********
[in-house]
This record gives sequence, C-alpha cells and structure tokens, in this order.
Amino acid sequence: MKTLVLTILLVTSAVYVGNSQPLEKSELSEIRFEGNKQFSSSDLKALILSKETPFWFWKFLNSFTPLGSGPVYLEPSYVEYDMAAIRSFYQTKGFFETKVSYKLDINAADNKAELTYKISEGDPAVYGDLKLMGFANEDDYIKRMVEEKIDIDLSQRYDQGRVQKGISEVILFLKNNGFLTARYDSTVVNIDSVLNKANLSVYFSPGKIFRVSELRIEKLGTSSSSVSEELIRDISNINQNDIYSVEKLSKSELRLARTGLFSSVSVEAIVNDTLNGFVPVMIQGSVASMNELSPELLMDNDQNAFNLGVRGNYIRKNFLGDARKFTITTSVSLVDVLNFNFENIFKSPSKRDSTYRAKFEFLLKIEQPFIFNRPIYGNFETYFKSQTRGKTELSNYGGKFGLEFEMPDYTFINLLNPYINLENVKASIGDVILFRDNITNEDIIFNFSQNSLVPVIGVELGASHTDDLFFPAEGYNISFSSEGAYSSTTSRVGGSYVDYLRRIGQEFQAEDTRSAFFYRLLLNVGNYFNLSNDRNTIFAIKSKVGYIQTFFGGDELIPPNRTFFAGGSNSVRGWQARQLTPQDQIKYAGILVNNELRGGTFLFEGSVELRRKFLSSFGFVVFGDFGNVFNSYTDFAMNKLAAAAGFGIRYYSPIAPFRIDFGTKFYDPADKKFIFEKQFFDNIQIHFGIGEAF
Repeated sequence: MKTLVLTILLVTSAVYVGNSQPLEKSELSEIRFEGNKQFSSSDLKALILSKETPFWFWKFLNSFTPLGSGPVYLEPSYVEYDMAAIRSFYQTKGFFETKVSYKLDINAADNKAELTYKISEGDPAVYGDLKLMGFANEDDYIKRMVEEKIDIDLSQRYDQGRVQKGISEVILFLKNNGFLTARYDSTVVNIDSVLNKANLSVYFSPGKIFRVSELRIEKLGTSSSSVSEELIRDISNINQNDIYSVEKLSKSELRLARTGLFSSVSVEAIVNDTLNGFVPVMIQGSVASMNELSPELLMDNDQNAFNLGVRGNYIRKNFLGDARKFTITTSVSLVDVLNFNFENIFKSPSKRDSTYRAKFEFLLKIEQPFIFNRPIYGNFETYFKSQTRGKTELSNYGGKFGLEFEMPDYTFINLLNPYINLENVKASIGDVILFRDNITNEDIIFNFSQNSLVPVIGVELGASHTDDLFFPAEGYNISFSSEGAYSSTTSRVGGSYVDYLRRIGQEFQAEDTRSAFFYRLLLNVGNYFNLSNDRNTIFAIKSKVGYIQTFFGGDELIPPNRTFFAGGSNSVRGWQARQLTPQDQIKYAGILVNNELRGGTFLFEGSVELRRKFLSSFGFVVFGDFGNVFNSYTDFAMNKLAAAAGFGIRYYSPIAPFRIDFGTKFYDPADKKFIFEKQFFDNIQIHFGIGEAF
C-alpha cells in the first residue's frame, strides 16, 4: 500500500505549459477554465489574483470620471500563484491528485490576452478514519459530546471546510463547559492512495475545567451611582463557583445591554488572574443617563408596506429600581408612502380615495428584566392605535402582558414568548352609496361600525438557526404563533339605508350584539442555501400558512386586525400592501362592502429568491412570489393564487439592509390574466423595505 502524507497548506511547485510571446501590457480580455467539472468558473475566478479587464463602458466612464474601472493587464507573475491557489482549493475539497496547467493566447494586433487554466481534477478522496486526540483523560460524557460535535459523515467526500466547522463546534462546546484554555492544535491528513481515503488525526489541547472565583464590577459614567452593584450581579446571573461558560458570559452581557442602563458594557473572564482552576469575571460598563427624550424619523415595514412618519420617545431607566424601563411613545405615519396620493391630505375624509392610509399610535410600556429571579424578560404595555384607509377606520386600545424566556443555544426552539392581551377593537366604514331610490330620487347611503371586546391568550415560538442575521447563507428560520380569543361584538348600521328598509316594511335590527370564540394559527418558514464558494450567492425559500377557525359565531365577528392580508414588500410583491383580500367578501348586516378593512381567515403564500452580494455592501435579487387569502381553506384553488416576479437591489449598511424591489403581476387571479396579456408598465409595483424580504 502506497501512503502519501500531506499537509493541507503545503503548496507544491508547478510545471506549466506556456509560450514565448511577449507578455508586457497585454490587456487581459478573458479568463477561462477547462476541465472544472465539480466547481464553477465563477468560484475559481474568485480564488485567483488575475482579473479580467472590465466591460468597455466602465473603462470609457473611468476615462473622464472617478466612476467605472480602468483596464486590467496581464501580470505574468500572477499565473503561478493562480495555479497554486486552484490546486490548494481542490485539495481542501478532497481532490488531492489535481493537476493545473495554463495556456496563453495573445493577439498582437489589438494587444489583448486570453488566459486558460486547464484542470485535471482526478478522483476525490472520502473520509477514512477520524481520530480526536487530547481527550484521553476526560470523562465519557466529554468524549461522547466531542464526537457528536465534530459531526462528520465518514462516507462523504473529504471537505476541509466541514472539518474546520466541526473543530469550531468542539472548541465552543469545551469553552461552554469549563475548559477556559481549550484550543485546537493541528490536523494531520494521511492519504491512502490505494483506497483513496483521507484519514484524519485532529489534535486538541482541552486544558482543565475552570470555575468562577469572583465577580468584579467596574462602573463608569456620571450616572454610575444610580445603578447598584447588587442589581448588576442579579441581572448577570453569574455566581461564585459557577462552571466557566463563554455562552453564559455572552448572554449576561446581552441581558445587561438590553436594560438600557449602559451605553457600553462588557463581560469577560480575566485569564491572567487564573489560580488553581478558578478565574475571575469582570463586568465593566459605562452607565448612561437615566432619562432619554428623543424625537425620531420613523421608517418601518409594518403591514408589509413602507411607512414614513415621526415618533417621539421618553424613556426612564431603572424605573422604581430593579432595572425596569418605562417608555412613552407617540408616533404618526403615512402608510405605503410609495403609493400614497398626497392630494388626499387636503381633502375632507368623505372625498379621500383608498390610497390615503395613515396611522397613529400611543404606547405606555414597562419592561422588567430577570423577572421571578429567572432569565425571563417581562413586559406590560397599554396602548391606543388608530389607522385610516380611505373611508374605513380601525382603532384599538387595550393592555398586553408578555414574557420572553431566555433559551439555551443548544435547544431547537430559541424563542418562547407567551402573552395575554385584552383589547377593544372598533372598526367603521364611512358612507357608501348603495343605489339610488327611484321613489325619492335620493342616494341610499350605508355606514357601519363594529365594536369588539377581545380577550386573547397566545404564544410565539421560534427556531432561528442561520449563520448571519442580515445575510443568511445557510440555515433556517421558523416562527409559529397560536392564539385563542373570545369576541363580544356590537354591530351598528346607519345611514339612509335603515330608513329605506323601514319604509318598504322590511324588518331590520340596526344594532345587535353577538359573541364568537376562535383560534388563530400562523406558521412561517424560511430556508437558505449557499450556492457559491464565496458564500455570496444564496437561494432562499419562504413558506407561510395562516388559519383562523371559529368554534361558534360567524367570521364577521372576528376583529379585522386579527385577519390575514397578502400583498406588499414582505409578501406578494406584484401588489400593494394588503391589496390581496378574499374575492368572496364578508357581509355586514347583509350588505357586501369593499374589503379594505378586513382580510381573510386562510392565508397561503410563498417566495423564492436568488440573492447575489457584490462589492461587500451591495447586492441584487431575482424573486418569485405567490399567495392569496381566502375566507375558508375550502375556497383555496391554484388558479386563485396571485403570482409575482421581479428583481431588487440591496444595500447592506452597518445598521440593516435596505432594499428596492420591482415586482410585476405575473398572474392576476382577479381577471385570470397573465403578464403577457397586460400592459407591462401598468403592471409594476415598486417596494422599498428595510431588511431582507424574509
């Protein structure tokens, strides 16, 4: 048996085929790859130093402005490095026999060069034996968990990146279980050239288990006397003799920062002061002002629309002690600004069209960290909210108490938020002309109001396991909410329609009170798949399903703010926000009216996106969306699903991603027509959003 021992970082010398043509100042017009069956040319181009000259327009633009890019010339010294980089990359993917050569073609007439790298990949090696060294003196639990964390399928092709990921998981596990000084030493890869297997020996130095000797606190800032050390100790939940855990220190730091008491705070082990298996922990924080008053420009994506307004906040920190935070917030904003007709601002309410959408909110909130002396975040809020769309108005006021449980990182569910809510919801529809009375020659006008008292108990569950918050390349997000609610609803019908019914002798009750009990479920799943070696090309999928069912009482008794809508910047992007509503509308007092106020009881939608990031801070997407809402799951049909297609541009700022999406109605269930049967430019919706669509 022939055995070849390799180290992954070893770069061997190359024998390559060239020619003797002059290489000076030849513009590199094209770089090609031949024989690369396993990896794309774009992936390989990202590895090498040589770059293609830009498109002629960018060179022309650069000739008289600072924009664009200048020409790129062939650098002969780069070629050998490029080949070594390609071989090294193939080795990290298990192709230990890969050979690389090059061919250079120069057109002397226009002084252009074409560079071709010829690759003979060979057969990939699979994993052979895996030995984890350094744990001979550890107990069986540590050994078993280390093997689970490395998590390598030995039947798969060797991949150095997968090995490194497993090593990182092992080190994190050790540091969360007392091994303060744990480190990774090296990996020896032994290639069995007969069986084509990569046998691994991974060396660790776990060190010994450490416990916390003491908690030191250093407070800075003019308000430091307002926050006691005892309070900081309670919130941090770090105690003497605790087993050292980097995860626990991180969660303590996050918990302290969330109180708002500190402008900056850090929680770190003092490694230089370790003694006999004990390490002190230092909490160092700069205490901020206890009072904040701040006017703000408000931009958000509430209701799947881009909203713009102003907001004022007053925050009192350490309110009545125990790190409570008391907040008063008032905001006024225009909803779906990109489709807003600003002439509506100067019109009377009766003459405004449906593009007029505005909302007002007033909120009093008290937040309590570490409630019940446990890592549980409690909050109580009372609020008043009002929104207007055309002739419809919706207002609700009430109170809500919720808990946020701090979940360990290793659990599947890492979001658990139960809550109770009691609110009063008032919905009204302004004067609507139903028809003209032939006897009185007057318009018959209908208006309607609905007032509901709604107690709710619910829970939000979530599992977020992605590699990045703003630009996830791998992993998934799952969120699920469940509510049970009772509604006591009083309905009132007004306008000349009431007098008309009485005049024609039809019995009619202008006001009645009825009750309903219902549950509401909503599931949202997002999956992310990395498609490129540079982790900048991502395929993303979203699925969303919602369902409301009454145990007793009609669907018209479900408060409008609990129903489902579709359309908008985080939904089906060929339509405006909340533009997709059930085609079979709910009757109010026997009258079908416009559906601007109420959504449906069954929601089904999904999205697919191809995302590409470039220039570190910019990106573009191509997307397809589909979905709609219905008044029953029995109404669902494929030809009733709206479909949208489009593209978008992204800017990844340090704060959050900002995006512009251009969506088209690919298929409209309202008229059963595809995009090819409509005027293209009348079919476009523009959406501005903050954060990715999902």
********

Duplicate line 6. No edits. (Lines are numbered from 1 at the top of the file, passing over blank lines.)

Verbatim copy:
């Protein structure tokens, strides 16, 4: 048996085929790859130093402005490095026999060069034996968990990146279980050239288990006397003799920062002061002002629309002690600004069209960290909210108490938020002309109001396991909410329609009170798949399903703010926000009216996106969306699903991603027509959003 021992970082010398043509100042017009069956040319181009000259327009633009890019010339010294980089990359993917050569073609007439790298990949090696060294003196639990964390399928092709990921998981596990000084030493890869297997020996130095000797606190800032050390100790939940855990220190730091008491705070082990298996922990924080008053420009994506307004906040920190935070917030904003007709601002309410959408909110909130002396975040809020769309108005006021449980990182569910809510919801529809009375020659006008008292108990569950918050390349997000609610609803019908019914002798009750009990479920799943070696090309999928069912009482008794809508910047992007509503509308007092106020009881939608990031801070997407809402799951049909297609541009700022999406109605269930049967430019919706669509 022939055995070849390799180290992954070893770069061997190359024998390559060239020619003797002059290489000076030849513009590199094209770089090609031949024989690369396993990896794309774009992936390989990202590895090498040589770059293609830009498109002629960018060179022309650069000739008289600072924009664009200048020409790129062939650098002969780069070629050998490029080949070594390609071989090294193939080795990290298990192709230990890969050979690389090059061919250079120069057109002397226009002084252009074409560079071709010829690759003979060979057969990939699979994993052979895996030995984890350094744990001979550890107990069986540590050994078993280390093997689970490395998590390598030995039947798969060797991949150095997968090995490194497993090593990182092992080190994190050790540091969360007392091994303060744990480190990774090296990996020896032994290639069995007969069986084509990569046998691994991974060396660790776990060190010994450490416990916390003491908690030191250093407070800075003019308000430091307002926050006691005892309070900081309670919130941090770090105690003497605790087993050292980097995860626990991180969660303590996050918990302290969330109180708002500190402008900056850090929680770190003092490694230089370790003694006999004990390490002190230092909490160092700069205490901020206890009072904040701040006017703000408000931009958000509430209701799947881009909203713009102003907001004022007053925050009192350490309110009545125990790190409570008391907040008063008032905001006024225009909803779906990109489709807003600003002439509506100067019109009377009766003459405004449906593009007029505005909302007002007033909120009093008290937040309590570490409630019940446990890592549980409690909050109580009372609020008043009002929104207007055309002739419809919706207002609700009430109170809500919720808990946020701090979940360990290793659990599947890492979001658990139960809550109770009691609110009063008032919905009204302004004067609507139903028809003209032939006897009185007057318009018959209908208006309607609905007032509901709604107690709710619910829970939000979530599992977020992605590699990045703003630009996830791998992993998934799952969120699920469940509510049970009772509604006591009083309905009132007004306008000349009431007098008309009485005049024609039809019995009619202008006001009645009825009750309903219902549950509401909503599931949202997002999956992310990395498609490129540079982790900048991502395929993303979203699925969303919602369902409301009454145990007793009609669907018209479900408060409008609990129903489902579709359309908008985080939904089906060929339509405006909340533009997709059930085609079979709910009757109010026997009258079908416009559906601007109420959504449906069954929601089904999904999205697919191809995302590409470039220039570190910019990106573009191509997307397809589909979905709609219905008044029953029995109404669902494929030809009733709206479909949208489009593209978008992204800017990844340090704060959050900002995006512009251009969506088209690919298929409209309202008229059963595809995009090819409509005027293209009348079919476009523009959406501005903050954060990715999902």